Another important clarification is that happiness is about how often, not how intensely, emotions are experienced. Parents wishing to help their children cultivate greater happiness can focus on small changes they can make in their day-to-day lives to cultivate more positive moments (for instance, playing together). Parents do not need to outdo themselves (or others) and aim for intense experiences or "best day (or birthday) ever" for their children. Although peak experiences can be fun, they also tend to be exhausting for both children and their parents, which can lead to frustration and conflict.

Finally, other researchers and I are exploring when and why some children are happier than others or whether we can increase it. Happiness during infancy and childhood is predicted by relationships with caregivers and teachers or by learning new skills. Inexpensive and easy-to-do activities like practicing acts of kindness or gratitude can boost happiness. We can use these activities in hopes they help children to grow into happy and successful adults.

So, what can we take from all of this? Happiness (at all ages) is important for learning and central to success. Further, we can aim for simple and inexpensive ways to create happiness by connecting with children, playing with them, modeling kindness or practicing gratitude—without overthinking it or aiming for peak experiences. Families, schools and policymakers worried about academic performance might want to think carefully before eliminating programs or activities such as music, arts and sports that cultivate happiness. Most importantly, our children's joy and laughter can set a foundation for future success.

More to Explore

How Can We Boost IQs of "Dull Children"? A Late Adoption Study. M. Duyme, A.-C. Dumaret and S. Tomkiewicz in Proceedings of the National Academy of Sciences USA, Vol. 96, No. 15, pages 8790–8794; July 20, 1999.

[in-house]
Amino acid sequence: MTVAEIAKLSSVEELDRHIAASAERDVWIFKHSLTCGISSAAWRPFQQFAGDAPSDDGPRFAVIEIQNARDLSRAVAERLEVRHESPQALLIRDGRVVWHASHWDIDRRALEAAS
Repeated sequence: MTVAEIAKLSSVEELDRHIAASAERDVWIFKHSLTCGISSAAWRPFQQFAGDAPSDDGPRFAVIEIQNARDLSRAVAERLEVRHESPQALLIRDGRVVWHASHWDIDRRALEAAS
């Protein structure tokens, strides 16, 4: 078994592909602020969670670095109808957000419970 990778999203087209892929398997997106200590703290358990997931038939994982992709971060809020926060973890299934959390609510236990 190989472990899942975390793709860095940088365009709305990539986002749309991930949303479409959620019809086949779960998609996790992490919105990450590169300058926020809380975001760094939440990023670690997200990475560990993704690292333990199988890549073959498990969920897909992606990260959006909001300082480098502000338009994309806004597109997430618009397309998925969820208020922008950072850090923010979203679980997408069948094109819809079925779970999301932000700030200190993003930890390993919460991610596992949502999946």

The Benefits of Frequent Positive Affect: Does Happiness Lead To Success? S. Lyubomirsky, L. King and E. Diener in Psychological Bulletin, Vol. 131, No. 6, pages 803–855; 2005.

The Cost of Chronic Stress in Childhood: Understanding and Applying the Concept of Allostatic Load. D. A. Katz, G. Sprang and C. Cooke in Psychodynamic Psychiatry, Vol. 40, No. 3, pages 469–480; 2012.

When Does Anxiety Help or Hinder Cognitive Test Performance? The role of working memory capacity. M. Owens, J. Stevenson, J. A. Hadwin and R. Norgate in British Journal of Psychology, Vol. 105, No. 1, pages 92–101; 2014.

Does Infant Happiness Forecast Adult Life Satisfaction? Examining Subjective Well-Being in the First Quarter Century of Life. J. K. Coffey, M. Warren and A. Gottfried in Journal of Happiness Studies, Vol. 16, pages 1401–1421; 2015.

Positive Psychology among Infants and Young Children. J. K. Coffey in The Handbook of Positive Psychology. Edited by S. J. Lopez and L. M. Edwards. Oxford University Press, 2018.

Cascades of Infant Happiness: Infant Positive Affect Predicts Childhood IQ and Adult Educational Attainment. J.K. Coffey in Emotion, publication ahead of print, July 1, 2019.